She responded to my questions, which are summarized below, with summarized responses in italics:
  • Does a shadowbox fence meet the non-climbable requirement? This style is acceptable.
  • Must the gates be self closing and/or self locking? No, this is optional.
  • Does this style of pool (metal support posts with plastic connectors and soft non-metallic wall) need to be bonded? Yes.
  • Is is acceptable to put the pump near the house and extend the plumbing. Not sure, recommended to have electric installed near the pool.
I followed up asking on details on the actual bonding requirements. Since all the metal pieces are powder coated and connected via plastic joints, if they say all metal must be bonded it's going to take forever to drill holes, taking off powder coating and bolting a bonding connector to each piece...of which there are a measly 52 pieces...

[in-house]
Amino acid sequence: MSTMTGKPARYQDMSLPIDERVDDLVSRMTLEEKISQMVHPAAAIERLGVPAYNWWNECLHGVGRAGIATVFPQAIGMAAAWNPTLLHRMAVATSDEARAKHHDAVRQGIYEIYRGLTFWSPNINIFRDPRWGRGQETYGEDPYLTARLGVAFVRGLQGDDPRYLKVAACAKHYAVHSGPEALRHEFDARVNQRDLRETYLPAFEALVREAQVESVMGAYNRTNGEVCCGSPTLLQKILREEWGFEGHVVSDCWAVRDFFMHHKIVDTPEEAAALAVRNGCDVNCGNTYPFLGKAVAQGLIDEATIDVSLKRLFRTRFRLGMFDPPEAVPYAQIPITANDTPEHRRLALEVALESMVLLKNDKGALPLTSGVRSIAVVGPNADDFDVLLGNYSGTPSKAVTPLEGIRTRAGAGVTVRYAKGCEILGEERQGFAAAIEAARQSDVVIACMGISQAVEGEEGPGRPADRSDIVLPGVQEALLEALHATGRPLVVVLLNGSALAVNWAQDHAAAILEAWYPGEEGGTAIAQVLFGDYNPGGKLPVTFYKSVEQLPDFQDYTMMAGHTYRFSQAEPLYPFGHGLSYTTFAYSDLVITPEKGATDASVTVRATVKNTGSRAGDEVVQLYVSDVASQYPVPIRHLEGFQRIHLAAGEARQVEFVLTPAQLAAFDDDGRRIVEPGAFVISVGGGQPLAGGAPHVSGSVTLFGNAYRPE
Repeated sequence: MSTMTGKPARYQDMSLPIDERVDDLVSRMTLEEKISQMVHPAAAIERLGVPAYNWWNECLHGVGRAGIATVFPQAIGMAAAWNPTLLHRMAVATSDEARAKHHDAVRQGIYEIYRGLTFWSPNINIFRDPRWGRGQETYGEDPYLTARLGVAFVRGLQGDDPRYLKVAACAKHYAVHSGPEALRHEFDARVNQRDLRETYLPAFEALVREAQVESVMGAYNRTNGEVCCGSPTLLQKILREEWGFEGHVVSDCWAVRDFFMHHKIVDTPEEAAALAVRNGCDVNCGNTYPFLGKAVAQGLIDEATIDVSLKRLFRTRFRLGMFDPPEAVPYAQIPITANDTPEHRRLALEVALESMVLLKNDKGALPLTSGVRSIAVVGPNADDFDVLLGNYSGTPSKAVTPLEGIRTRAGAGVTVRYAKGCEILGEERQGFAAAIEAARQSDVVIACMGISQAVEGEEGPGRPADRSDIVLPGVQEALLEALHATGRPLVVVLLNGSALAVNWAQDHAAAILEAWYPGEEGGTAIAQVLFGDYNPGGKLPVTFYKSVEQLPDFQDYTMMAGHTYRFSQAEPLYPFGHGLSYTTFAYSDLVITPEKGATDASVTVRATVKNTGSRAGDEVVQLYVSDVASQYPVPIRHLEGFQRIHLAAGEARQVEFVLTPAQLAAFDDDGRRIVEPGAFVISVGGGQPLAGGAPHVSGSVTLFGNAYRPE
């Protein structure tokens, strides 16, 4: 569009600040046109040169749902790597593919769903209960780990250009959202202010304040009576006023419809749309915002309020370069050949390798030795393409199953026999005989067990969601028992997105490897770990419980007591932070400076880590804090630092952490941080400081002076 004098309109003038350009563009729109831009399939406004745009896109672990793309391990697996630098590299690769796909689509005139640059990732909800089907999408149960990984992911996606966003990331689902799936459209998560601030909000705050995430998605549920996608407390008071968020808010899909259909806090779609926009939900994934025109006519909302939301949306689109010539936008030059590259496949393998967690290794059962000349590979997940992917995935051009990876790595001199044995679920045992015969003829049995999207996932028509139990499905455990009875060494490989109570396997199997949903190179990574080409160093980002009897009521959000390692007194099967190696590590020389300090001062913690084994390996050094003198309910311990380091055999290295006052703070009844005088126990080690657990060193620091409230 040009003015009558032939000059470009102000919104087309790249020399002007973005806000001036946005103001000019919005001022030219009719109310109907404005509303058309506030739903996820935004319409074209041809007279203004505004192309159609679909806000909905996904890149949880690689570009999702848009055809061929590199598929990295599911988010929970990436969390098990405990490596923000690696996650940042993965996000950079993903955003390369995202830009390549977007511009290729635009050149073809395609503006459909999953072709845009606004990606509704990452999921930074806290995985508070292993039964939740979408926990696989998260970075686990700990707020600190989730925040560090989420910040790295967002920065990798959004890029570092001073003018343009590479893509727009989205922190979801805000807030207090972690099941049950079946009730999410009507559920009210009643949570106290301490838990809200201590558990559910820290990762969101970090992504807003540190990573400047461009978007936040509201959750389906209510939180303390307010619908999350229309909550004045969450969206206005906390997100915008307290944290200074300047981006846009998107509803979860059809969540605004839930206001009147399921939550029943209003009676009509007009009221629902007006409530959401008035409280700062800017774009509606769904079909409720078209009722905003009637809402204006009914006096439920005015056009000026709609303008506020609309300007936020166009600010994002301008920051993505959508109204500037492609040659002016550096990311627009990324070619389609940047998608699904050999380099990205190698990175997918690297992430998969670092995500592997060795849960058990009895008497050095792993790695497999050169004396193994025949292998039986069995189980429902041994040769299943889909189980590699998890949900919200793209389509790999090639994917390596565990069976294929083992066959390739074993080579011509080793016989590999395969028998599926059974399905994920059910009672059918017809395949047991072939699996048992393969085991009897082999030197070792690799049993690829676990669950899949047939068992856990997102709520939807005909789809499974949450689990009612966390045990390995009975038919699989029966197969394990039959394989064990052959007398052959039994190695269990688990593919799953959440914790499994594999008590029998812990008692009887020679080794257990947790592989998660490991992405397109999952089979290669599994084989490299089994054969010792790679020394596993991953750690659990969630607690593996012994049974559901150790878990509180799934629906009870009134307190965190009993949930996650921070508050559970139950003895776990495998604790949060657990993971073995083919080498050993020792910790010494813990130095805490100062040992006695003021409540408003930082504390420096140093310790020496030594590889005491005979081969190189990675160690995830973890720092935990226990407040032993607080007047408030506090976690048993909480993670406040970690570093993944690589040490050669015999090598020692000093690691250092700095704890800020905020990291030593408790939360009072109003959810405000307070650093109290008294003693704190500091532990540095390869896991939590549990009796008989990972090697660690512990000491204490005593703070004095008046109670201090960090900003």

So I'm really, really hoping bonding will be limited to the buried wire connected to the pool and maybe a water bonding electrode, cause bonding each and every metal piece will suck...

Right as I was posting I see she directed my bonding questions to their electrical inspector and suggested that he call me.
 

jseyfert3

Bronze Supporter
Oct 20, 2017
677
South-Central WI
Update: The electrical inspector said if the pool is a storable pool, usually indicated by the pump stating it is for a storable pool and containing a long cord with GFCI protection built-in (the Intex pump checks this all off) that the pool is exempt from bonding requirements.